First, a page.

Ronaldo: the new Big Ron
What should be the abiding memory of World Cup 2006? The renaissance of the fat footballer.
What will be our abiding memory of Germany 2006? The Peter Crouch robot dance? The spectacular long-range goals? The tyranny of card-happy referees? Or will it be the renaissance of the fat footballer?
A few years ago I wrote an article bemoaning the fact that modern dietary regimes were threatening the tubby footballer with extinction. But after watching Brazil v Australia I’m not so sure. Both teams opted for the classical Sunday pub team strategy of sticking a lardy pie-muncher up front; Ronaldo for Brazil and Mark Viduka for the Socceroos. The match brought a whole new meaning to the phrase ‘expansive football’.
Ronaldo’s physical condition has been the talk of Brazil; even President Luiz Inacio Lula da Silva joined the debate. ‘Ronaldo is fat or isn’t he?’, he asked during a video conference with the team on the eve of the tournament. ‘He’s strong, Mr President’, responded coach Carlos Alberto Parreira. ‘The structure of his body has changed, he’s no longer that thin boy from 1994.’
Thin boy he most certainly isn’t. After the Australia game Parreira was asked by a German journalist: ‘Ronaldo, are you happy with his figure? Is he too thick?’ There’s even a joke about the striker’s weight doing the rounds in Germany: ‘Ronaldo goes into a Burger King and says “Two Whoppers please”. The waiter responds “You’re not fat and everyone loves you.”’
After lacklustre performaces in Brazil’s first two games, Ronaldo’s place in the starting line-up is in jeopardy. But never mind his waistline, I can’t understand why Ronaldo’s nickname hasn’t been changed. When Ronaldo Luiz Nazario de Lima (the pie-munching galactico) was first selected for the national team he was given the diminutive nickname Ronaldinho (Little Ronald). However, when Barcelona’s goofy-toothed stepover merchant Ronaldo de Assis Moreira joined the squad he inherited the nickname Ronaldinho while the Real Madrid frontman was reclassified as Ronaldo. Now, after several pies too many, I would have thought the elder Ronald qualifies for the augmentative form of his moniker: Ronaldão (Big Ronald).
Overweight he might be, but the striker is not afraid to speak his mind, as he showed when he branded the legendary Pelé a ‘two-bob opportunist’ for questioning his fitness. So, if he does lose his place in the team, there’s always a career for him in football punditry as the new Big Ron.
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Esteban Cambiasso’s goal, which rounded off a mesmerising 24-pass Argentine move, is already being acclaimed as the best World Cup goal ever. ‘I’ve never been involved in a more beautiful goal’, drooled the Chelsea striker Hernan Crespo after his team’s 6-0 demolition of Serbia and Montenegro.
Invariably Cambiasso’s strike has drawn comparisons with Carlos Alberto’s iconic goal against Italy in the 1970 final, another sublime blend of individual trickery and teamwork. In a telephone poll on ITV’s World Cuppa – a third-division Fantasy Football League blokefest – 60 per cent of viewers voted for Carlos Alberto and only 40 per cent for Cambiasso.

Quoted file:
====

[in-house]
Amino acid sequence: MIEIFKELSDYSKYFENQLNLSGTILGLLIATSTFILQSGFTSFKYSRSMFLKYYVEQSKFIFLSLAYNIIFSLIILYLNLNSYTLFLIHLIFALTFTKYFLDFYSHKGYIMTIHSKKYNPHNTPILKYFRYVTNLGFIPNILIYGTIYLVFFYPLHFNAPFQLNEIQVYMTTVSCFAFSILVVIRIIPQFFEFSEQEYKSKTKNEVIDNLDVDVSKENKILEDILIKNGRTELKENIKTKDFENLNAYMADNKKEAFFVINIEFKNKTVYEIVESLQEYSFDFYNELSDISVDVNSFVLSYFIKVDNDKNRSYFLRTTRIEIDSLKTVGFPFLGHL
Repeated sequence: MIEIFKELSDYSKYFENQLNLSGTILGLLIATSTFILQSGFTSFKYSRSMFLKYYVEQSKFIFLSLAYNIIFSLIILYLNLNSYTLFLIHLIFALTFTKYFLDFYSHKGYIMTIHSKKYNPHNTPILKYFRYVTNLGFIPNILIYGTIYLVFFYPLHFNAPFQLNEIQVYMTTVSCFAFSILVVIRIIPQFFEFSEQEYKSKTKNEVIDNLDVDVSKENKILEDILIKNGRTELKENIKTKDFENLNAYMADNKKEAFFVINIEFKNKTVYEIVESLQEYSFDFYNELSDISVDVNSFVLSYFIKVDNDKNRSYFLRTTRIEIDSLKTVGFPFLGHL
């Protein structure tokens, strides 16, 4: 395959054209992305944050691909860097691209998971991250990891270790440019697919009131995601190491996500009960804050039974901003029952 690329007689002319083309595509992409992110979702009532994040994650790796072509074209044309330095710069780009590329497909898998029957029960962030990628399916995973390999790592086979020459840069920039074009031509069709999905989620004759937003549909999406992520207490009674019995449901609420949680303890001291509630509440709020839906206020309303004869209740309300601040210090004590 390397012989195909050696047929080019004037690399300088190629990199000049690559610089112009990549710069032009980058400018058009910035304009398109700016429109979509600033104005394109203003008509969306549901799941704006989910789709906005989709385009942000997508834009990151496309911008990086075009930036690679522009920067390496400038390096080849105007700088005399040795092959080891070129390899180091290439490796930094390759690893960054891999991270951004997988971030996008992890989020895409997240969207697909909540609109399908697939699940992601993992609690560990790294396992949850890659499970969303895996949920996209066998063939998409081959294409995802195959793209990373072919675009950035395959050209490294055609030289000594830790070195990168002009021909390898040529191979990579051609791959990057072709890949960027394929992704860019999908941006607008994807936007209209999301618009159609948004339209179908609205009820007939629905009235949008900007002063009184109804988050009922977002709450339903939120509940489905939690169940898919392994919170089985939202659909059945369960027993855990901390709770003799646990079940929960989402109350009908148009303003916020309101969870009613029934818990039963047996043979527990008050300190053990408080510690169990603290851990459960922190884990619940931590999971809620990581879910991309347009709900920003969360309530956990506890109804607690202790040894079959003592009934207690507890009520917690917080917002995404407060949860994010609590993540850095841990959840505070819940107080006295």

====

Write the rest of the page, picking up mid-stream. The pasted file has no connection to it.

My vote goes to Cambiasso and here’s why. For a start I think we are too blinded by our reverence for the 1970 Brazil team to make an objective assessment of the Carlos Alberto goal. That strike, more than any other goal in that tournament, has come to embody Brazilian flair in our collective sporting memory. It is more than just a goal – it has become the defining representation of the ‘beautiful game’. The move, which involved all but two of Brazil’s outfield players, began at walking pace but suddenly changed gear when Clodoaldo left four Italian players for dead with a sequence of bodyswerves that inspired a million playground stepovers.
However, when I watch TV replays of the Brazilian skipper galloping on to Pelé’s lay-off and slamming the ball into the corner of the net I don’t find myself gurgling with admiration; instead I’m thinking, ‘Where was the marking?’ You can’t argue with the piledriver finish, but Alberto ran into a gaping hole where the left back should have been. This wasn’t so much beautiful football as rank bad defending.
Alberto’s goal came in the last minute of the game, which was, by then, effectively over. Italy were trailing 3-1 and were clearly a beaten team. The fact that nobody tracked a run from a full back illustrates the extent to which the Azzuri’s infamous catenaccio system was in disarray. Stealing candy from a baby would have been harder than carving apart a demoralised and exhausted Italian defence.
By contrast, Cambiasso’s goal was scored against a Serbian team that still had everything to play for. The Serbians were harrying and pressing hard. but they were outmanoeuvred by a breathtaking flurry of Argentine passing and movement.
Words seldom do justice to such great goals, but the minute-by-minute commentary on the Guardian website did a pretty good job of capturing the open-mouthed awe of the watching millions: ‘Sweet mother of Jesus, how the fuck am I supposed to describe that? The goal of the tournament so far and quite possibly the greatest goal I’ve ever seen…Ping. Ping. Ping. Ping. Ping. Ping. Ping. Ping. Ping. Ping. Ping. Ping. Ping. Ping. Ping. Ping. Ping. Ping. Ping. Ping. Ping. Ping. Ping. Back-heel from Crespo. Cambiasso…goal!’ (1)
Could an England goal ever be described in a similar fashion by a Latin American commentator? I doubt it. It’s more likely to be like this: ‘Beckham…El gigante Crouch…GOL!… Santa Madre de Dios, esta bailando como un coño!’ (‘Holy Mother of God, he is dancing like a cunt!’)
spiked-issue: World Cup 2006
(1) Guardian Unlimited, 16 June 2006